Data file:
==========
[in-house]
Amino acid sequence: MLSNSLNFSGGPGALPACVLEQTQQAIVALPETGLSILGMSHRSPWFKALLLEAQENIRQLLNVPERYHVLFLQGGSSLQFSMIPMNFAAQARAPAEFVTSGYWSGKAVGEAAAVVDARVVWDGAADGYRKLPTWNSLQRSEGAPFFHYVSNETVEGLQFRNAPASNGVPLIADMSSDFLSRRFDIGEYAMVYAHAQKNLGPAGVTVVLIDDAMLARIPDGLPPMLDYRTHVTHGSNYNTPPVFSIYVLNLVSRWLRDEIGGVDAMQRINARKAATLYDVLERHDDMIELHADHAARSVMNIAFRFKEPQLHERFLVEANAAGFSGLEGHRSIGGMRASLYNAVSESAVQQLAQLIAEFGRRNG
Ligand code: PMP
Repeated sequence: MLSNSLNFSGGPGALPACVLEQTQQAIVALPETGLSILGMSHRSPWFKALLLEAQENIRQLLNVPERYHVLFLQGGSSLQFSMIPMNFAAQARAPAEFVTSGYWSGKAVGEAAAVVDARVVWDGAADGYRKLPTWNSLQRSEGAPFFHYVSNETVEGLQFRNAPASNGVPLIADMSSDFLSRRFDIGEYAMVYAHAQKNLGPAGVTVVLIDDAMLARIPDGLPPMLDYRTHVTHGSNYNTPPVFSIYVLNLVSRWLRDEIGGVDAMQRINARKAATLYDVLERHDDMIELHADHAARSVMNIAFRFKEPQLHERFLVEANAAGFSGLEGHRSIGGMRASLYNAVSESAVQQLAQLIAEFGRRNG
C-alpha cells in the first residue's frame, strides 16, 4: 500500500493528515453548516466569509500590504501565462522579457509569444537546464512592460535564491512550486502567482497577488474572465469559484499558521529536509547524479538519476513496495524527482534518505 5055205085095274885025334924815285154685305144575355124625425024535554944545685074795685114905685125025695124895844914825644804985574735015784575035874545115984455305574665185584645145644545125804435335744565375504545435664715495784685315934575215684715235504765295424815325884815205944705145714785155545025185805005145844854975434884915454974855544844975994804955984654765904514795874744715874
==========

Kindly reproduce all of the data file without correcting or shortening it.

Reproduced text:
[in-house]
Amino acid sequence: MLSNSLNFSGGPGALPACVLEQTQQAIVALPETGLSILGMSHRSPWFKALLLEAQENIRQLLNVPERYHVLFLQGGSSLQFSMIPMNFAAQARAPAEFVTSGYWSGKAVGEAAAVVDARVVWDGAADGYRKLPTWNSLQRSEGAPFFHYVSNETVEGLQFRNAPASNGVPLIADMSSDFLSRRFDIGEYAMVYAHAQKNLGPAGVTVVLIDDAMLARIPDGLPPMLDYRTHVTHGSNYNTPPVFSIYVLNLVSRWLRDEIGGVDAMQRINARKAATLYDVLERHDDMIELHADHAARSVMNIAFRFKEPQLHERFLVEANAAGFSGLEGHRSIGGMRASLYNAVSESAVQQLAQLIAEFGRRNG
Ligand code: PMP
Repeated sequence: MLSNSLNFSGGPGALPACVLEQTQQAIVALPETGLSILGMSHRSPWFKALLLEAQENIRQLLNVPERYHVLFLQGGSSLQFSMIPMNFAAQARAPAEFVTSGYWSGKAVGEAAAVVDARVVWDGAADGYRKLPTWNSLQRSEGAPFFHYVSNETVEGLQFRNAPASNGVPLIADMSSDFLSRRFDIGEYAMVYAHAQKNLGPAGVTVVLIDDAMLARIPDGLPPMLDYRTHVTHGSNYNTPPVFSIYVLNLVSRWLRDEIGGVDAMQRINARKAATLYDVLERHDDMIELHADHAARSVMNIAFRFKEPQLHERFLVEANAAGFSGLEGHRSIGGMRASLYNAVSESAVQQLAQLIAEFGRRNG
C-alpha cells in the first residue's frame, strides 16, 4: 500500500493528515453548516466569509500590504501565462522579457509569444537546464512592460535564491512550486502567482497577488474572465469559484499558521529536509547524479538519476513496495524527482534518505 5055205085095274885025334924815285154685305144575355124625425024535554944545685074795685114905685125025695124895844914825644804985574735015784575035874545115984455305574665185584645145644545125804435335744565375504545435664715495784685315934575215684715235504765295424815325884815205944705145714785155545025185805005145844854975434884915454974855544844975994804955984654765904514795874744715874